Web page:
Father of ScotRail vigilante defends his son

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Alan Pollock's father said he was right to act as he did

THE family of train vigilante Alan Pollock broke their silence tonight to insist he had done the right thing by throwing an alleged fare dodger off a train.

His father, retired accountant Jim Pollock, said he brought his son up to know “right from wrong”.

Mr Pollock, speaking at his home in Wishaw, North Lanarkshire, insisted he would have “done the same thing” as his son if he was in his position.

Alan, 35, hauled Sam off Friday night’s train from Edinburgh to Perth after the 19-year-old swore at an elderly conductor.

Mr Pollock, who said he was in his 60s, said: “I have spoken to Alan and told him he did the right thing.

“It’s totally unacceptable.  As a family man I could never have allowed my kids to do that.

“I’m sure his father [Main’s] would not be very proud of him.

“I brought them up to know right from wrong and that’s all my son was doing.”

He added: “Do you turn your face the other way when something has happened, if somebody got stabbed in the street?

“It’s very out of character for Alan. He must have been pushed to the limit. I was a wee bit disappointed no one actually got up and helped him.”

Support

Mr Pollock said his son would not have thrown him off the train if he had not been given permission by the inspector.

“He asked the chap. The inspector wasn’t capable of putting the boy off. The inspector gave him permission to do it. If the inspector said no Alan would have sat down.”

Mr Pollock threw student Sam Main off the Edinburgh to Perth train

Asked how his son was dealing with the media storm surrounding the video, he said: “He’s obviously concerned about the press coverage. But this happens just about every other day. The train prices are so high because of the number of train dodgers. That’s why the fares are so expensive.

“I’ve spoken to Alan and I was telling him he did the right thing. He’s not impulsive, but the situation was getting out of hand and the inspector wasn’t able to do anything. He’s got his family’s support.

“I’ll be wondering what the Heriot Watt principal will say if that’s somebody representing his university. The chap that actually had the camera said it was about five or ten minutes of cursing and swearing before he put the camera on.”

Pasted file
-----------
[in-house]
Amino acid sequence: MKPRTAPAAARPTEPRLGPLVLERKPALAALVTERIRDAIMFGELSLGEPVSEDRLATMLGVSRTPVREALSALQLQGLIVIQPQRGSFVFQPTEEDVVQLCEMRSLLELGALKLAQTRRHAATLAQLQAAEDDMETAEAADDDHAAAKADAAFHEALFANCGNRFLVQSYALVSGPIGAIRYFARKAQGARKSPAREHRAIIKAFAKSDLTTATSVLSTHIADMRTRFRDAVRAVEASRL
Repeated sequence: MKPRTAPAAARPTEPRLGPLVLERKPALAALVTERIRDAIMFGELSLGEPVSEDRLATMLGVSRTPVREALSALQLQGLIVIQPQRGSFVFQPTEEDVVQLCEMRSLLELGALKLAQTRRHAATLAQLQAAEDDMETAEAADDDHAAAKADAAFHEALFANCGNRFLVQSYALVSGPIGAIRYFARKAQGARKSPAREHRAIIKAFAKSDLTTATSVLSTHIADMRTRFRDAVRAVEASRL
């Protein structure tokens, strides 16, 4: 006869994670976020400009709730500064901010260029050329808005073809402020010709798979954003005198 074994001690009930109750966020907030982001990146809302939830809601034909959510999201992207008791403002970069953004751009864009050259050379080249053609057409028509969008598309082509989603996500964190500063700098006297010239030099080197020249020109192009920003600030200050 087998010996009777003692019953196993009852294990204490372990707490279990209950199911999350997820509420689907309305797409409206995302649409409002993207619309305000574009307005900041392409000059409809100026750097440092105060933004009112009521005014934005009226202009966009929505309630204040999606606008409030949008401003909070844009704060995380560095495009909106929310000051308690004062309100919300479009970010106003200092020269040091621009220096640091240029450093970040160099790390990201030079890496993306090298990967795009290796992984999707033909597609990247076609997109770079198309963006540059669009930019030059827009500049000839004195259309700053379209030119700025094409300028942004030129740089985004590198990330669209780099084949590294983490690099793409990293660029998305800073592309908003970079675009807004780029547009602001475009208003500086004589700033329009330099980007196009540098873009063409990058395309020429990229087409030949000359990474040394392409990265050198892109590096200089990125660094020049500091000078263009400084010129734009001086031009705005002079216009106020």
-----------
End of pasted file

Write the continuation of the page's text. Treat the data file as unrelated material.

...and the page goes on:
He added: “I don’t want to ruin his career, but yobbish behaviour can’t be accepted.”

Mr Pollock said the student’s behaviour was putting women and children in a “state of fear”.

“If you’re talking about grabbing somebody, the chap grabbed a woman’s coat and she had young kids sitting at her table,” he added.

Mr Pollock is understood to live at the house with his wife Jeanette.

The couple have another son, Ross, 32.

 

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4 COMMENTS

  1. The Pollock family have their values right – what went wrong with the Mains?
    We, as decent Caithness residents – a family ranging in age from 18 to 71 – would like to show here our support for Alan Pollock and his removal of the rude student from the railway carriage.

    • I think the other passenger was wrong, he should not be interfering in business that does not concern him, the Conductor was also wrong in his suggestion to Mr Pollock. The conductor should have only got the police involved and he should also be trained in confrontation management. I’m not saying the student was right either, but who knows what could of happend if this lad had a heart conditon of some other non visable illness.

  2. So we show youths that if we cant handle a problem, we resort to violence. Brilliant. No wonder we have the violence problems in society we do if people support the thuggish, bullying behaviour shown by Pollock.

  3. Sorry Bryan but I have to disagree. We live in a country where if diplomacy fails then physical force is required and I actually think that the reason we have so many problems in our society is because we are not taking enough action where appropriate.

    People are terrorised in their own houses by youths and can’t do anything to defend themselves, and police cannot act as their hands are tied.

    I’m not condoning vigilantes, but there has to be a balance and consequences.

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